On THORChain, users can swap their digital assets for other digital assets. The network aims to give users access to—

  • a large variety of assets through cross-chain compatibility and simple asset listing

  • low-cost swaps through liquidity incentives

  • superior user experience through open finance protocols and permissionless access

How Swaps Work

Available Assets

Users can swap any assets which are on connected chains and which have been added to the network*. Users can swap from any connected asset to any other connected asset. They can also swap from any connected asset to RUNE.

*Learn more about how chains and assets get added to the network in the Governance section.

To add an asset to THORChain, users deposit it into a 'bootstrap pool'. Swapping is disabled on bootstrap pools. Swaps can only be made on pools when they have been added to the network and have moved out of the bootstrap phase.


With THORChain, swaps are made in a decentralised way. Unlike large centralised exchanges, there is no central body in the middle makes discretionary choices about which swaps can and can't take place.

For example, centralised exchanges can decide which assets to add to a network without little transparency and changing criteria. THORChain has simple rules about which assets get listed.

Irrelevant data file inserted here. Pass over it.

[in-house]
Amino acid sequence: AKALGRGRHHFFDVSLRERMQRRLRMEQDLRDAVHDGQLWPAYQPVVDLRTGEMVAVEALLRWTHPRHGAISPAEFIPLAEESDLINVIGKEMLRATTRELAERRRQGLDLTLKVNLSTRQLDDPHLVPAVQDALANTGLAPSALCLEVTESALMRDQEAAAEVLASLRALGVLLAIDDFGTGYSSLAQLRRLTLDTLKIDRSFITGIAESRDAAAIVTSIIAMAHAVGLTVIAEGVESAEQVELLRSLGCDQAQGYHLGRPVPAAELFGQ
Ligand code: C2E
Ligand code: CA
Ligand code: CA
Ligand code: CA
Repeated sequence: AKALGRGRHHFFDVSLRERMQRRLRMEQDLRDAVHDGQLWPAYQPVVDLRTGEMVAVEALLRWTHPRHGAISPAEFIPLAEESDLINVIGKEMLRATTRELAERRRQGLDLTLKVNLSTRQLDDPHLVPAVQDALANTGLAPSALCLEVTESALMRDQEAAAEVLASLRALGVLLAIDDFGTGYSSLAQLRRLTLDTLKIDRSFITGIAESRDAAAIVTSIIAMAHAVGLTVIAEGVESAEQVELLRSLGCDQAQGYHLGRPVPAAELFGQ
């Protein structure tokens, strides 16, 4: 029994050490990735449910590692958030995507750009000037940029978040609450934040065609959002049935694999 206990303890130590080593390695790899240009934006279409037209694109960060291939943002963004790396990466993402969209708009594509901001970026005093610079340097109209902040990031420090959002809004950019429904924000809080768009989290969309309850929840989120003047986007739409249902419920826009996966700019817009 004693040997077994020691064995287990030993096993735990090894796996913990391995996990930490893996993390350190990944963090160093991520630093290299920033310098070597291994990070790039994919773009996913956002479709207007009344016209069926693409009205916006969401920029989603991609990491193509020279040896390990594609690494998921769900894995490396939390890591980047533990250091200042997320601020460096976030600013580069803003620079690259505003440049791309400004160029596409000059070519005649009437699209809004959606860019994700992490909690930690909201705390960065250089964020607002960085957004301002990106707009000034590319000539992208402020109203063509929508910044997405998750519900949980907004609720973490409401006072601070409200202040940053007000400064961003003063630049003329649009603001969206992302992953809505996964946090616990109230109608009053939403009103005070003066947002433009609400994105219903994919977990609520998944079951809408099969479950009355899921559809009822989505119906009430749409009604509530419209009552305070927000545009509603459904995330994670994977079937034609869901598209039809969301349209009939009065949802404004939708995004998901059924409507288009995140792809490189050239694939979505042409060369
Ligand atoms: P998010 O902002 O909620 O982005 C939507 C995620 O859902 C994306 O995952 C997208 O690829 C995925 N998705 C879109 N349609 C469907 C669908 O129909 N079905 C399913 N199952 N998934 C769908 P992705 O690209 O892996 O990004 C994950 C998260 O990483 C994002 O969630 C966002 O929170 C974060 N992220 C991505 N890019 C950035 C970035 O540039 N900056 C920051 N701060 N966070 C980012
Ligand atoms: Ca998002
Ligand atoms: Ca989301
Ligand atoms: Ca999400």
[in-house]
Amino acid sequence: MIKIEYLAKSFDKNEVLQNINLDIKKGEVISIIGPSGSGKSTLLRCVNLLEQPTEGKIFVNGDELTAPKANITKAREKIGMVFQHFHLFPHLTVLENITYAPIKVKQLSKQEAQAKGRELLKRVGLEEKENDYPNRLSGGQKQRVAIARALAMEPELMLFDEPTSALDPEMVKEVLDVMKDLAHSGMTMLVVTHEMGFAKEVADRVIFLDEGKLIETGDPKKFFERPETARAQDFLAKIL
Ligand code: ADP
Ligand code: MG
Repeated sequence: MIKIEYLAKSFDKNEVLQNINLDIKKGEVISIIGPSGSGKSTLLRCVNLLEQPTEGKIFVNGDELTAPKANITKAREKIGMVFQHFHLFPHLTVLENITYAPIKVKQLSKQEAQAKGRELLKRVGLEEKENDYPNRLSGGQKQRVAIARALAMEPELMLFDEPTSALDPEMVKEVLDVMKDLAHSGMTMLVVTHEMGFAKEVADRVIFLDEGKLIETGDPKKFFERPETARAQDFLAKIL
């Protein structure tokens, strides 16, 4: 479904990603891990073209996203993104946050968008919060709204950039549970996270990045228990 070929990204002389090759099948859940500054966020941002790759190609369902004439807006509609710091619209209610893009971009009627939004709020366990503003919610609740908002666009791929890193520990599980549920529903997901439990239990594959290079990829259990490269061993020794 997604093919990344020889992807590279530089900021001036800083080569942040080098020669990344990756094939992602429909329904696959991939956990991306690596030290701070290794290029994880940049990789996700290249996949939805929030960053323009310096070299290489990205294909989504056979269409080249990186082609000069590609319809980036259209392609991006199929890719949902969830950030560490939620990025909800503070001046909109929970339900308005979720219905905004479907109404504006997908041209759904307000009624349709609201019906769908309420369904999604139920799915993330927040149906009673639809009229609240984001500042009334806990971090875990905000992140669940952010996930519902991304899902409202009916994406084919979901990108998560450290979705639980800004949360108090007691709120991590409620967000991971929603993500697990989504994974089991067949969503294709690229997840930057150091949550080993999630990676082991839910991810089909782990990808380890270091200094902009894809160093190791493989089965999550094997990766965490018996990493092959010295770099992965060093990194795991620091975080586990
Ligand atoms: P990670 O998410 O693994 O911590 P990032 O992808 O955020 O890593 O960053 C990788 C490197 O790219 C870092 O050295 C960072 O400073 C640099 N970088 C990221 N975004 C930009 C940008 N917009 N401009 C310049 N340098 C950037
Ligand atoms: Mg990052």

Additionally, centralised exchanges have the power to say which users are able to swap on their platforms. THORChain does not have this power. Anybody can make a swap on THORChain.

Continuous Liquidity Pools

Swaps on THORChain are made possible by liquidity pools. These are pools of assets deposited by Stakers. Each pool consists of 1 connected asset, for example Bitcoin, and THORChain's own asset, RUNE. They're called Continuous Liquidity Pools because RUNE, being in each pool, links all pools together in a single, continuous liquidity network.

When a user swaps 2 connected assets on THORChain, in technical terms they do not make a direct swap. In reality, users—

  • swap into RUNE in the first pool

  • that RUNE is added to the second pool

  • the desired asset is retrieved from the second pool

See this example for further detail and the page below for broader detail on Continuous Liquidity Pools.

Calculating Swap Output

The output of a swap can be worked out using the formula

y=xYX(x+X)2y = \frac{ xYX} {(x+X)^2 }


  • x is input asset amount

  • X is input asset balance

  • y is output asset amount

  • Y is output asset balance


The BTC.RUNE pool has 100 BTC and 2.5 million RUNE. A user swaps 1 BTC into the pool. Calculate how much RUNE is output—

12500000100(1+100)2=24,507.40\frac {1 * 2500000 * 100 } {(1 + 100)^2} = 24,507.40

This user swaps 1 BTC for 24,507.40 RUNE.


The cost of a swap is made up of two parts—

  1. network fee

  2. price slippage

All swaps are charged a network fee. The network fee is fixed – it's calculated by averaging a set of recent gas prices. Learn more about Network Fees.

Note that users who force their swaps through quickly cause large slips and pay larger fees to stakers.